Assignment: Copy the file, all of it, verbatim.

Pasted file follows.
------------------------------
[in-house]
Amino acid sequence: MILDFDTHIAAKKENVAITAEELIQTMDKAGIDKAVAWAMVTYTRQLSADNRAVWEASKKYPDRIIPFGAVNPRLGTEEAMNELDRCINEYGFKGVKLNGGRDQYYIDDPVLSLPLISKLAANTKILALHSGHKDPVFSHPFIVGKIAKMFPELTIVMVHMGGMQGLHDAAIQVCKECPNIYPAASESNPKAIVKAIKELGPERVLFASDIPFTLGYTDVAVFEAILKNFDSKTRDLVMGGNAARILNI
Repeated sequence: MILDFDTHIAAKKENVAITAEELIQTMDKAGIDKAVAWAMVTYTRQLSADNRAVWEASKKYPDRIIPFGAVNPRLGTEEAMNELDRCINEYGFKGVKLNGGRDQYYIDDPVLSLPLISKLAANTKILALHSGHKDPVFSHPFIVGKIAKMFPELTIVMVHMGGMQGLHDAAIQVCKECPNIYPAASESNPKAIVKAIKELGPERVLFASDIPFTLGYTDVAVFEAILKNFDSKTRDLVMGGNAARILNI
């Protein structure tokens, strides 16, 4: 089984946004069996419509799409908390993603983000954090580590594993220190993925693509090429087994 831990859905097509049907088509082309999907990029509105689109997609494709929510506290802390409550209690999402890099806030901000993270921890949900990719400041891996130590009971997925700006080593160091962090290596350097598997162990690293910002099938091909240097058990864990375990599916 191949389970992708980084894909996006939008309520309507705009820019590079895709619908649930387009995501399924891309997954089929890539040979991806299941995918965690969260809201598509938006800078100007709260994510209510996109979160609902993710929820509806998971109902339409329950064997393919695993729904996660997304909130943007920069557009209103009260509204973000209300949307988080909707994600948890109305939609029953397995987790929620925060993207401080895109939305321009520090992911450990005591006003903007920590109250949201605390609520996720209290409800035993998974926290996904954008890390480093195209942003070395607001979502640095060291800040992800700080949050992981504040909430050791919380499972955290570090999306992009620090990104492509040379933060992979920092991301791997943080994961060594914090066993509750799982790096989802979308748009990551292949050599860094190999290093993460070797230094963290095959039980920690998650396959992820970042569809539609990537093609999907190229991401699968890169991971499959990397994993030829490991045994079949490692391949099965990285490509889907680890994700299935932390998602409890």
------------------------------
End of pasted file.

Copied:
[in-house]
Amino acid sequence: MILDFDTHIAAKKENVAITAEELIQTMDKAGIDKAVAWAMVTYTRQLSADNRAVWEASKKYPDRIIPFGAVNPRLGTEEAMNELDRCINEYGFKGVKLNGGRDQYYIDDPVLSLPLISKLAANTKILALHSGHKDPVFSHPFIVGKIAKMFPELTIVMVHMGGMQGLHDAAIQVCKECPNIYPAASESNPKAIVKAIKELGPERVLFASDIPFTLGYTDVAVFEAILKNFDSKTRDLVMGGNAARILNI
Repeated sequence: MILDFDTHIAAKKENVAITAEELIQTMDKAGIDKAVAWAMVTYTRQLSADNRAVWEASKKYPDRIIPFGAVNPRLGTEEAMNELDRCINEYGFKGVKLNGGRDQYYIDDPVLSLPLISKLAANTKILALHSGHKDPVFSHPFIVGKIAKMFPELTIVMVHMGGMQGLHDAAIQVCKECPNIYPAASESNPKAIVKAIKELGPERVLFASDIPFTLGYTDVAVFEAILKNFDSKTRDLVMGGNAARILNI
């Protein structure tokens, strides 16, 4: 089984946004069996419509799409908390993603983000954090580590594993220190993925693509090429087994 831990859905097509049907088509082309999907990029509105689109997609494709929510506290802390409550209690999402890099806030901000993270921890949900990719400041891996130590009971997925700006080593160091962090290596350097598997162990690293910002099938091909240097058990864990375990599916 191949389970992708980084894909996006939008309520309507705009820019590079895709619908649930387009995501399924891309997954089929890539040979991806299941995918965690969260809201598509938006800078100007709260994510209510996109979160609902993710929820509806998971109902339409329950064997393919695993729904996660997304909130943007920069557009209103009260509204973000209300949307988080909707994600948890109305939609029953397995987790929620925060993207401080895109939305321009520090992911450990005591006003903007920590109250949201605390609520996720209290409800035993998974926290996904954008890390480093195209942003070395607001979502640095060291800040992800700080949050992981504040909430050791919380499972955290570090999306992009620090990104492509040379933060992979920092991301791997943080994961060594914090066993509750799982790096989802979308748009990551292949050599860094190999290093993460070797230094963290095959039980920690998650396959992820970042569809539609990537093609999907190229991401699968890169991971499959990397994993030829490991045994079949490692391949099965990285490509889907680890994700299935932390998602409890």